As a passionate sports fan I have often wished that prayers for my favorite teams or players might influence their performance; yet I do not believe that the Lord of heaven and earth really cares about the outcome of games on the field. What kind of ecumenical dilemma might God face if Notre Dame and Baylor should meet in a championship game?

Even so, it is possible that when participants experience the freedom and joy of genuine play in sports, their efforts can be understood as a kinesthetic form of prayer to the One who “played the cosmos into being.”
Sources and Further Reading:

“Church Releases World Cup Prayers including Prayers for England Team.” The Church of England. http://www.churchofengland.org/media-centre/news/2014/06/church-releases-world-cup-prayers-including-prayers-for-england-team.aspx.

Hamilton, Graeme. “Montreal Canadiens Fans Paying Catholic Diocese $1 apiece to Light Virtual Candles for their Team.” National Post. April 21, 2014.http://sports.nationalpost.com/2014/04/21/montreal-canadiens-fans-paying-catholic-diocese-1-apiece-to-light-virtual-candles-for-their-team/.

Harris, Elise. “May the World Cup be a ‘feast of solidarity,’ Pope exhorts.” Catholic News Agency. June 12, 2014. http://www.catholicnewsagency.com/news/may-the-world-cup-be-a-feast-of-solidarity-pope-exhorts-92547/.

Keh, Andrew. “Praying for the Home Team in Oklahoma City.” New York Times. February 27, 2014. http://www.nytimes.com/2014/02/28/sports/basketball/praying-for-the-home-team-in-oklahoma-city.html?emc=eta1&_r=0.

Price, Joseph L. “Playing and Praying, Sport and Spirit: The Forms and Functions of Prayer in Sports.” International Journal of Sports and Religion I (2009): 55-80.

Stavans, Ilan. “God Uses the World Cup to Teach People Geography.” The New Republic. June 13, 2014. http://www.newrepublic.com/article/118144/world-cup-soccer-and-god.

Survey. “Half of American Fans See Supernatural at Play in Sports.” Public Religion Research Institute. January, 16, 2014. http://publicreligion.org/research/2014/01/jaJune 13, 2014.n-2014-sports-poll/.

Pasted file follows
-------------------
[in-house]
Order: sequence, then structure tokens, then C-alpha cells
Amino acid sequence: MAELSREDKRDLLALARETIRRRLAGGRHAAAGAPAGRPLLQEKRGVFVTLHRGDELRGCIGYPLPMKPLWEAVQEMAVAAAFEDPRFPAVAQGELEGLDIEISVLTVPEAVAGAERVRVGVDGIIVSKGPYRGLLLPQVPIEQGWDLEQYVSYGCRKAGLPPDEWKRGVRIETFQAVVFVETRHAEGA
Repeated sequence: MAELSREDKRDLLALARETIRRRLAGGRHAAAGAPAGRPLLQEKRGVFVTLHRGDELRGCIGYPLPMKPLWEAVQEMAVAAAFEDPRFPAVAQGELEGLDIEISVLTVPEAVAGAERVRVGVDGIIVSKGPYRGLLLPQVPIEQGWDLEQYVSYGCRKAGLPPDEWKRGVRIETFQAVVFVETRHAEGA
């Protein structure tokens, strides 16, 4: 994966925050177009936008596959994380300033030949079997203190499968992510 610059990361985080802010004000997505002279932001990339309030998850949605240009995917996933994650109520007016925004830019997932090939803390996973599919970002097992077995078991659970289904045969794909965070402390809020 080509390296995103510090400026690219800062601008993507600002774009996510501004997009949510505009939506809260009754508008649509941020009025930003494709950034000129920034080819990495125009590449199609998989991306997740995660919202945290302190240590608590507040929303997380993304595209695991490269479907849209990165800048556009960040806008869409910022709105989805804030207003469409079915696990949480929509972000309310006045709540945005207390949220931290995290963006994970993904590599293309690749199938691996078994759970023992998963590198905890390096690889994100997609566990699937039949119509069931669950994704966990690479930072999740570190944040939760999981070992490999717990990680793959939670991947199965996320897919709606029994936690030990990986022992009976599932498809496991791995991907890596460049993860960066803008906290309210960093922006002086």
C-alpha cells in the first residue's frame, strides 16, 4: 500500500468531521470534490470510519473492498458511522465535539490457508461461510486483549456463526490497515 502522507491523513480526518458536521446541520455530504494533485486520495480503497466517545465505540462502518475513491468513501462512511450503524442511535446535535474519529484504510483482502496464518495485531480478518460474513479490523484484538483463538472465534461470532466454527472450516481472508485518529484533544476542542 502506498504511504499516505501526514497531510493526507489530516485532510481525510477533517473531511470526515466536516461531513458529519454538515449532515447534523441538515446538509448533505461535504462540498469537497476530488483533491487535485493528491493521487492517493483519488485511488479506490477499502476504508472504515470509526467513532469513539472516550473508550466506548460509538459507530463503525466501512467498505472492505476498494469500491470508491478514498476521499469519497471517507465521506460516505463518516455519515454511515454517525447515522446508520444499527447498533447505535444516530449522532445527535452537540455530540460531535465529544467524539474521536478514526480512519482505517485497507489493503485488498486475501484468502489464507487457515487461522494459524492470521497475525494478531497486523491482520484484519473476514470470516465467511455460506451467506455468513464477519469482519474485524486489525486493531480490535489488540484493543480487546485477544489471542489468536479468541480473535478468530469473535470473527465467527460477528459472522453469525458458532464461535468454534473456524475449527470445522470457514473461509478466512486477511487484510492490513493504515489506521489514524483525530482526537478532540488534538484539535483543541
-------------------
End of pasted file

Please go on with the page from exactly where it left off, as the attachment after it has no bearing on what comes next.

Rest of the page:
Photo Credit: Ed Yourdon / flckr creative commons
Author, Joseph L. Price, (Ph.D. University of Chicago) is the Genevieve Shaul Connick Professor of Religious Studies at Whittier College. He also serves as the series editor for the “Sports and Religion Series” published by Mercer University Press.

Editor, Myriam Renaud, is a Ph.D. Candidate in Theology at the University of Chicago Divinity School. She was a 2012-13 Junior Fellow in the Marty Center.

Forward to Friend
Sightings Home Page | Submission Guidelines | Reprint Policy
Divinity School
Email us
ALSO from The Martin Marty Center:

Friday, July 18, 2014

Prayers for Peace

Yesterday we watched reports of two horrific events.  First there was the report of the downing of a Malaysian Airlines plane over the Ukraine-Russian border.  Appears to have been either the separatists or Russians.  All 289 on board are likely dead,  Then comes news that Israel has begun its ground campaign in Gaza.  At the very least, many will die.  Hamas likely will survive, but many innocents will die as Israel tries to defeat its enemy.  General Sherman said that "War is Hell" -- justifying total war.  It is.

I work for and believe in peace, but as a historian as well as a pastor/theologian, I have to agree with Reinhold Niebuhr:

For all the centuries of experience, men have not yet learned h to live together without compounding their vices and covering each other "with mud and with blood."  The society in which each man lives is at once the basis for, and the nemesis of, that fulness of life which each man seeks.   [R. Niebuhr, Moral Man and Immoral Society: A Study in Ethics and Politics (Library of Theological Ethics), P. 1]  
Despite my Niebuhrian realism (perhaps it's my age that I'm becoming more attuned to Niebhur), I pray for peace.  In that spirit, I share words from Niebuhr's colleague, Harry Emerson Fosdick, as a prayer for our times: